Norcross, B. 2006. Hurricane Almanac 2006. New York: St. Martin’s Griffin.
Page, Jennifer and John P. Doucet. 2010. Literati on the Isle: Nineteenth Century Authors on the Louisiana Gulf Coast. In Lafourche Country III: Annals and Onwardness, eds. John P. Doucet and Stephen S. Michot. Thibodaux, La.: Lafourche Heritage Society.
Perrin, Patricia E. 1977. Storm Lore About the Hurricanes of 1893 and 1915 in the Coastal Areas of Lafourche and Terrebonne Parishes. MA Thesis. University of Southwestern Louisiana, Lafayette.
Pitre, Glen. 2020. Advice from the Wicked. New Orleans: Cote Blanche Productions.
Pitre, Loulan J., Jr. 1996. Chêniѐre Caminada, A Late Nineteenth Century Coastal Cajun Community. In Lafourche Country II: The Heritage and Its Keepers, eds. Stephen S. Michot and John P. Doucet. Thibodaux, La.: Lafourche Heritage Society.
Plater, Ormonde. 1971. The Hurricane of Chêniѐre Caminada: A Narrative Poem in French. Louisiana Folklore Miscellany. 3.2:1-11.
Reeves, W. D and D. Alario, Jr. 1996. Westwego from Chêniѐre to Canal. Jefferson Parish Historical Series Monograph XIV. Westwego, La.: Mr. and Mrs. Daniel Alario.
Réfléchir [Réfléchir: Les Images des Prairies Tremblantes, 1840-1940]. 1994. Cut Off, La.: Chêniѐre Hurricane Centennial.
Rouse, Norris H. 1979. From Pirate Booty to Parish Belfry: The Bell of Chêniѐre Caminada. Acadiana Profile, Sept./Oct.
Rogers, Dale. 1985. Retreat from the Gulf: Reminiscences of Early Settlers of Lower Lafourche. In Lafourche Country: The People and the Land, ed. Phillip D. Uzee. Thibodaux, La.: Lafourche Heritage Society.
Russel R. J. and H.V. Howe. Cheniers of Southwestern Louisiana. Geographical Review, 25.3:449-61
Smith, Debra. 1999. Hattie Marshall and Hurricane. Gretna, La.: Pelican Publishing Company.
Terrebonne Life Lines, 6.1:50-65
1893 Chêniѐre [1893 Chêniѐre Caminada Hurricane] 2021. Accessed June 21, 2022. https://en.wikipedia.org/wiki/1893_Cheniere_Caminada_hurricane.
1 The poem “L’ouragan de la Chênière Caminada” was first published in Plater (1971), who transcribed it from written French and translated it into English. The representation here is a new literal translation by one of the authors (AD).
2 The number of causalities differs in various resources. As declared by the Times-Democrat, 2,000 is generally considered the gross estimate of total mortality across the path of the storm from the Gulf to the Atlantic Coast during the week of October 1-6, 1893, with vastly more deaths occurring along the Gulf Coast in Louisiana where the storm was most intense. The mortality at Chêniѐre Caminada is variously estimated between 800 and 1,200. Precision is a challenge for multiple reasons: paucity of record keeping in the remote village, the temporary residence of boarders who owned no property but worked seasonally in the fishing industry, and the number of undocumented bodies buried in the aftermath. At mortality of 2,000, it remains the second largest disaster in U.S. history, following the Great Galveston Hurricane of 1900.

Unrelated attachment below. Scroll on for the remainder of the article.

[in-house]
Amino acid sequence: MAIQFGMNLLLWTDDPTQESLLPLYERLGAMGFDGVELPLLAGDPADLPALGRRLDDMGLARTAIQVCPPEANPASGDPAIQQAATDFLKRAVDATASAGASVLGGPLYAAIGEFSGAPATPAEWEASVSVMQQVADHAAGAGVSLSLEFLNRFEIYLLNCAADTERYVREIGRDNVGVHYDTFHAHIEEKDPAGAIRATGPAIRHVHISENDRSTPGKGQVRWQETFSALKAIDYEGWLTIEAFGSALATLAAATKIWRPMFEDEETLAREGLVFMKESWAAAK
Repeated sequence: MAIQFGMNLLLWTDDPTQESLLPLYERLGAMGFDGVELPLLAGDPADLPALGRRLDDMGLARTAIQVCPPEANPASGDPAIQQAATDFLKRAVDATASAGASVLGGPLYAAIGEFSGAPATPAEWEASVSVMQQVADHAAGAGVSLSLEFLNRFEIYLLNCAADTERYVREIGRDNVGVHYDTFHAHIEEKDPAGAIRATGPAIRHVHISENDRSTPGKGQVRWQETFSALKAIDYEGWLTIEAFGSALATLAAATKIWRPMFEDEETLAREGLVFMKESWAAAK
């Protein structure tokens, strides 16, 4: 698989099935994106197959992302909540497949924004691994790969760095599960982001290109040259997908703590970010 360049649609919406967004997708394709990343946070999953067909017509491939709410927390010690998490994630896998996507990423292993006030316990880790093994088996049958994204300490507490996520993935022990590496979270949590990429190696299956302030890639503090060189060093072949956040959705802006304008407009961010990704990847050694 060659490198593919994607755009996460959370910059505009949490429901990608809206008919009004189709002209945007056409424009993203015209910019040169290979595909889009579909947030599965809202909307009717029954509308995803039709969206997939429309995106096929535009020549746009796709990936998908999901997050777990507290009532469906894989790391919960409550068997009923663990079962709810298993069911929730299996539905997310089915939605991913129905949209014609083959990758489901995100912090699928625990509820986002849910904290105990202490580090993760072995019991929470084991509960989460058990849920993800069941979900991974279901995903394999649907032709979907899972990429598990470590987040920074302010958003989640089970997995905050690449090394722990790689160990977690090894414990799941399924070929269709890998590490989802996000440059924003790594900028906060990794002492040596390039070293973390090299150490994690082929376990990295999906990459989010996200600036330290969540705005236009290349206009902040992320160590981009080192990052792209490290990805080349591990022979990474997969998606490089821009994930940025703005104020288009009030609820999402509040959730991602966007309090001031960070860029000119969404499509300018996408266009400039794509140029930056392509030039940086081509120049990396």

3 This beach image and other photographs originally appeared in the contemporary account by Forrest (1894).
4 See Note 3.
5 Jefferson Parish tax rolls for 1894 show that many Chêniѐre Caminada landowners had abandoned and forfeited their land and water property by failure to pay annual property taxes, which ranged from $1 to $12. See Terrebonne Life Lines (1987). Similar property abandonment occurs following other major storms, as seen in the New Orleans region following Hurricane Katrina in 2005 and as is emerging in Lafourche and Terrebonne Parishes after Hurricane Ida in 2021.
6 For the story of families relocating to Westwego, see Reeves and Alario (1996).
7 The term chêniѐre is French for “oak grove,” and it was from this Louisiana colloquial usage that geologists first described the distinctive geological structures deriving from prehistoric beachheads. See Russel and Howe (1935).
8 See Note 3. An additional substantiating account is provided by the painting Surf Bathing, Grand Isle (c. 1850-1890), by American artist John Genin, curated at the New Orleans Museum of Art. Genin illustrates the common topology of the barrier island and nearby Chêniѐre Caminada. To the fore of the painting is a barren beach (and here Genin includes surf, bathers, and beach houses), to the rear is a lush oak grove, and in the center the artist strikingly depicts hundreds of downed trees. This downing, either for landscaping or for market lumbering, was likely a common enterprise in the mid-to-late 19th century along the Louisiana coast.
9 An alternative explanation for clearing the land is capitalizing on the lucrative value of oak as lumber for construction of fishing vessels and larger ships.
10 It is difficult to imagine characterization of these villagers as lazy. This opinion may derive from a contemporary view of their beach residence, seasonal fishing lifestyle, and relative personal income. Many of the native Louisianans residents on Chêniѐre—Acadians and others—were drawn there, leaving behind property to the north where farming as petits habitants and the 19th-century struggles with that farming economy required group labor and relatively harder work, as well as producing lower income.